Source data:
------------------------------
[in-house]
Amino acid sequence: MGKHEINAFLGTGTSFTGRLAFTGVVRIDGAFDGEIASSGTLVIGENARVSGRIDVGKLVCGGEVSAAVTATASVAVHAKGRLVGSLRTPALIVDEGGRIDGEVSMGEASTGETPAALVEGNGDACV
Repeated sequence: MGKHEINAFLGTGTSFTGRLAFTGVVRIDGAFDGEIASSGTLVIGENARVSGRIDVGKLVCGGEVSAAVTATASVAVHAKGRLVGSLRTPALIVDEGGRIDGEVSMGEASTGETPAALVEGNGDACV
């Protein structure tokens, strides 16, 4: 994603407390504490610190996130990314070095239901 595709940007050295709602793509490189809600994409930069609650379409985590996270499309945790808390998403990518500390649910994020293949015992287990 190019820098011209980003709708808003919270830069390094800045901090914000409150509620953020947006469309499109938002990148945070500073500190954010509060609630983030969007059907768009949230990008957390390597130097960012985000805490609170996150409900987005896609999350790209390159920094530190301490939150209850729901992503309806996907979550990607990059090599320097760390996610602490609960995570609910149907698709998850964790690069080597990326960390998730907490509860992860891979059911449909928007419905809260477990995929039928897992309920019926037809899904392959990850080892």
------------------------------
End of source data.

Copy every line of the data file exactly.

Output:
[in-house]
Amino acid sequence: MGKHEINAFLGTGTSFTGRLAFTGVVRIDGAFDGEIASSGTLVIGENARVSGRIDVGKLVCGGEVSAAVTATASVAVHAKGRLVGSLRTPALIVDEGGRIDGEVSMGEASTGETPAALVEGNGDACV
Repeated sequence: MGKHEINAFLGTGTSFTGRLAFTGVVRIDGAFDGEIASSGTLVIGENARVSGRIDVGKLVCGGEVSAAVTATASVAVHAKGRLVGSLRTPALIVDEGGRIDGEVSMGEASTGETPAALVEGNGDACV
């Protein structure tokens, strides 16, 4: 994603407390504490610190996130990314070095239901 595709940007050295709602793509490189809600994409930069609650379409985590996270499309945790808390998403990518500390649910994020293949015992287990 190019820098011209980003709708808003919270830069390094800045901090914000409150509620953020947006469309499109938002990148945070500073500190954010509060609630983030969007059907768009949230990008957390390597130097960012985000805490609170996150409900987005896609999350790209390159920094530190301490939150209850729901992503309806996907979550990607990059090599320097760390996610602490609960995570609910149907698709998850964790690069080597990326960390998730907490509860992860891979059911449909928007419905809260477990995929039928897992309920019926037809899904392959990850080892």